BC: And out of those, who has been your favourite character to play and why?
IW: Well, they all mean a great deal to me for different reasons. The Predator is one of the most iconic characters of Sci-Fi ever conceived and it was my first film. Being in a Harry Potter film surrounded by denizens of film and theatre was just a magnificent experience and a great way to learn on the job! The Engineer was a figment of Ridley Scott’s imagination for over 30 years, to finally bring that to life was an absolute honour. But if you put a gun to my head and say: “Choose ONE” I would have to say the Wolf in AVP: Requiem. The film was cooly received that must be said, but I put so much work into preparing for that role and had so much more of opportunity to explore its character… I’m still quite proud of it!
BC: You’re currently playing Gregor Clegane (and the White Walker!) in Game of Thrones. What’s it been like to be in such a highly regarded and popular TV show?
IW: I’m actually playing “The Giant” in season 3 (episode 1) and I do hope we get to see more of him, he really was an awesome character to play and ironically, the first time I’ve actually played a PROPER giant! George R.R. Martin has created such a vast and wonderfully diverse stage for actors, so it’s an absolute privilege to be a part of something that is proving to be so popular and is so lovingly adapted from its source.
BC: Onto Bloody Cuts, and your starring role in “Don’t Move”. What first attracted you to the project?
IW: Quite simply I love playing this sort of character. As an actor you can watch people getting on the bus, or having a coffee, or walking down the street, but you can’t watch a demon eviscerating a helpless victim. That you have to make up, so I love the creative process involved in just inventing this sort of reality.
BC: Your performance in “Don’t Move” is so well played that it’s easy to forget there’s a human under all of that monster makeup! How long did it take you to work out the movement and physical performance of the character?
IW: That’s the trick isn’t it; convincing the audience that you’re not an actor! When a character is so well defined by it’s look, you never really know how it’s going to play until you get in full costume for the first time. I had a basic set of criteria that I wanted to use based on other characters that I have played, but it really comes down to the moment you are there doing it with the other actors, on location… being inventive.
BC: What’s it like wearing prosthetic makeup, it must be quite an endurance test?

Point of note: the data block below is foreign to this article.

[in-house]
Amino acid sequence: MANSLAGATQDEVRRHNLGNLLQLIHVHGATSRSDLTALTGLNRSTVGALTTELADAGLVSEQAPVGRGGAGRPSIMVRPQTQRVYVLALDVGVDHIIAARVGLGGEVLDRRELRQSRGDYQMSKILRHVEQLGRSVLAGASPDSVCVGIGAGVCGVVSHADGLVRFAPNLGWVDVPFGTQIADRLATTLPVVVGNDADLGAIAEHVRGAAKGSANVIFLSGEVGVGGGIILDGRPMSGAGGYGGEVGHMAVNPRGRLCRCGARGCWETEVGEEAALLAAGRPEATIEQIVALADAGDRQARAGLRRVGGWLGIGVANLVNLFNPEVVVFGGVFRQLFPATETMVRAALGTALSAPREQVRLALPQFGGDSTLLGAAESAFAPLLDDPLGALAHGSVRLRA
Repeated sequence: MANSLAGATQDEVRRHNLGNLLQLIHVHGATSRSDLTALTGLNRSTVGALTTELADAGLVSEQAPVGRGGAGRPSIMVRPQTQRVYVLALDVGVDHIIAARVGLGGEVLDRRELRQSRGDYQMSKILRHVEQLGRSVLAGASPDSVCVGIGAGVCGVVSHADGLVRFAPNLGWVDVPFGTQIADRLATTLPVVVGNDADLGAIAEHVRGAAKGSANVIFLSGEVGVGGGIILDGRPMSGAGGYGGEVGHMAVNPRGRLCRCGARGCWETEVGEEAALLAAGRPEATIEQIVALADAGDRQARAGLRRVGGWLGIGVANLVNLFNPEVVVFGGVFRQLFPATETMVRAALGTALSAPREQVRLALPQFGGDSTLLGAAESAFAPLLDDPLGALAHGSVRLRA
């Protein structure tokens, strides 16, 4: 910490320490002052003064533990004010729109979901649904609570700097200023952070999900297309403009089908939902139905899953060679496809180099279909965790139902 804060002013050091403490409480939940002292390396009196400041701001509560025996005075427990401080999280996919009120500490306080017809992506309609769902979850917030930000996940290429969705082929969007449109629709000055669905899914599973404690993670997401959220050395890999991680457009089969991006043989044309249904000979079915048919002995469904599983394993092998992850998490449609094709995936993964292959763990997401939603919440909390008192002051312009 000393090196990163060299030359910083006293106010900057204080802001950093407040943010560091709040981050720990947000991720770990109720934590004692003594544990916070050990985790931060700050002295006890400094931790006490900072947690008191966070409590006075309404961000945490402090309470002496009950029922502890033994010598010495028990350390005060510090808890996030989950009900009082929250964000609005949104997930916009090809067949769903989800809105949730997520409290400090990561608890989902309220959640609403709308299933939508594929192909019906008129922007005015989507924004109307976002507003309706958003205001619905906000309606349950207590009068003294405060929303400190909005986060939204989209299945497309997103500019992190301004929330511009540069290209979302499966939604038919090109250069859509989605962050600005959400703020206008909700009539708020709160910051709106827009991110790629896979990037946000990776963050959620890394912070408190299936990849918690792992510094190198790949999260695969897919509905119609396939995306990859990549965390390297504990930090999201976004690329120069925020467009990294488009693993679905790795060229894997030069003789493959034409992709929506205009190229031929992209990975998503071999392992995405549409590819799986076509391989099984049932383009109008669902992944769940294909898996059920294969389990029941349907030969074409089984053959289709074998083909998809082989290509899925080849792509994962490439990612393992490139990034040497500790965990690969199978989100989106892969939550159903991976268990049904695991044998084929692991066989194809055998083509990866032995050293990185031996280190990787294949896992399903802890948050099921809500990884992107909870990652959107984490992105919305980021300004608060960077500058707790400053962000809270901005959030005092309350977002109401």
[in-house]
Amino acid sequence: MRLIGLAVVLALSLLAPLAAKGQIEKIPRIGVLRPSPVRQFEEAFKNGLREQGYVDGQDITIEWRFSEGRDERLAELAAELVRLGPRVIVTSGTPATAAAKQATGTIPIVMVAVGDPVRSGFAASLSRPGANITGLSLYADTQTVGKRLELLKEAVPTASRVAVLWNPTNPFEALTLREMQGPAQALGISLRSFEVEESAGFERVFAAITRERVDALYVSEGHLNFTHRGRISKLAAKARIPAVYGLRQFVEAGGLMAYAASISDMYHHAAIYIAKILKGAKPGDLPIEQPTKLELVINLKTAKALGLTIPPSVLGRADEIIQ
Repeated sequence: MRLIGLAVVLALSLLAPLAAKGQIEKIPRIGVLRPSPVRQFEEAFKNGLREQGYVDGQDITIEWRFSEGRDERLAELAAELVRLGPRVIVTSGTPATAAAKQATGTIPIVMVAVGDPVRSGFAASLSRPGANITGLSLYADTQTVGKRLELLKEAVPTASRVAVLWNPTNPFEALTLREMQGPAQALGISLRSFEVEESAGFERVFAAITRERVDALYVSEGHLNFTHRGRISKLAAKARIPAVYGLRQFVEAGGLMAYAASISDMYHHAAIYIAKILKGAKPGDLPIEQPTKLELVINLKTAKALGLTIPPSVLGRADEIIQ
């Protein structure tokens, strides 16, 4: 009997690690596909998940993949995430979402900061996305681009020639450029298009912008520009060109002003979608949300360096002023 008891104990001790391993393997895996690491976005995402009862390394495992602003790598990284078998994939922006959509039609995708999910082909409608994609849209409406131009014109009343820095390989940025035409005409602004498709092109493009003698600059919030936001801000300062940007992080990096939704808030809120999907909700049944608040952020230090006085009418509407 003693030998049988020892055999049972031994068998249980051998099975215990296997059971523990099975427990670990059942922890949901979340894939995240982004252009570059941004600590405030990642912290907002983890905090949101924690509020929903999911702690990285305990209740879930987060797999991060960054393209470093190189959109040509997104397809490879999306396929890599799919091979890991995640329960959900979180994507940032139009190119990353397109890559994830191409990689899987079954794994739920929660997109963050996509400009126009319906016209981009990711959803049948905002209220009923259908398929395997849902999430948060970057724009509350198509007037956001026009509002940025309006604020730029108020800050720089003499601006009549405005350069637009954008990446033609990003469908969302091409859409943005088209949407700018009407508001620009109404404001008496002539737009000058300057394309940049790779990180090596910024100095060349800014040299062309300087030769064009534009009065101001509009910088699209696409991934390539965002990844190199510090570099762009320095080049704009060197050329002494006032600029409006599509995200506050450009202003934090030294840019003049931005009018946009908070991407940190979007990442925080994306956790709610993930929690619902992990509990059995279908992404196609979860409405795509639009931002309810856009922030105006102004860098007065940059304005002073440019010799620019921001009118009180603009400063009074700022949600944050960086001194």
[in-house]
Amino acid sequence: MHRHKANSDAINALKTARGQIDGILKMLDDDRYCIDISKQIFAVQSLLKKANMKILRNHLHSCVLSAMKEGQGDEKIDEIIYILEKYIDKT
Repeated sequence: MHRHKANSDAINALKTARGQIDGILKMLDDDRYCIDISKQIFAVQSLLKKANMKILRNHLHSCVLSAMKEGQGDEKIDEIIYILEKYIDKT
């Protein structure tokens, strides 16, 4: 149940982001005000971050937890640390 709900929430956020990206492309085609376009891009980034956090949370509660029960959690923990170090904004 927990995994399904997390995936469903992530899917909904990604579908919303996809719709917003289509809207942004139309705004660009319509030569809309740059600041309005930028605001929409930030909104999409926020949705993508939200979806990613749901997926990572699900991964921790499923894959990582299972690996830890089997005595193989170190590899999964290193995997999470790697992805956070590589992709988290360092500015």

IW: Well, yes, it is, but it’s something that you get used to and really, the only thing you should be concerned about is delivering a performance for the director. After all, it’s not the makeup or the costume that’s telling me how to act.
BC: What’s your favourite memory from the shoot itself?
IW: I actually made a lot of new friends on the shoot and reconnected with a few old ones which was great.
BC: Cliff Wallace is a bit of a legend in makeup, what was it like to work with him and what did you think when you first saw his design of the Demon?
IW: Cliff was great! I first saw his design about a week before the shoot, I thought it had a beautiful simplicity… absolutely not the sort of thing you’d want to find lurking in the shadows of your own house!
BC: If there was a “Don’t Move 2” or a “Don’t Move” feature – would you be interested in putting on the Demon makeup again?
IW: HELL YEAH!… is there?
BC: No comment! Finally, we know you’re a very busy man, so what do you have planned over the coming months and what else might we be seeing you in?
IW: I’m off to parts foreign very soon to begin shooting a studio feature… very exciting stuff!
BC: Good luck with that – we look forward to seeing it!
And, if you haven’t seen it (where’ve you been?!) check him out in Bloody Cuts episode 8 “Don’t Move” below:
Film School Rejects calls it ‘more horror brilliance from Bloody Cuts’, while Dread Central reckons it’s ‘another high quality Bloody Cuts slice’. They are, of course, talking about Death Scenes, and if you haven’t seen it yet, do yourself a favour and rectify that right now. Then meet you back here for a Q & A with one of its stars, D.I. Collins, aka actor Ayden Callaghan. READ MORE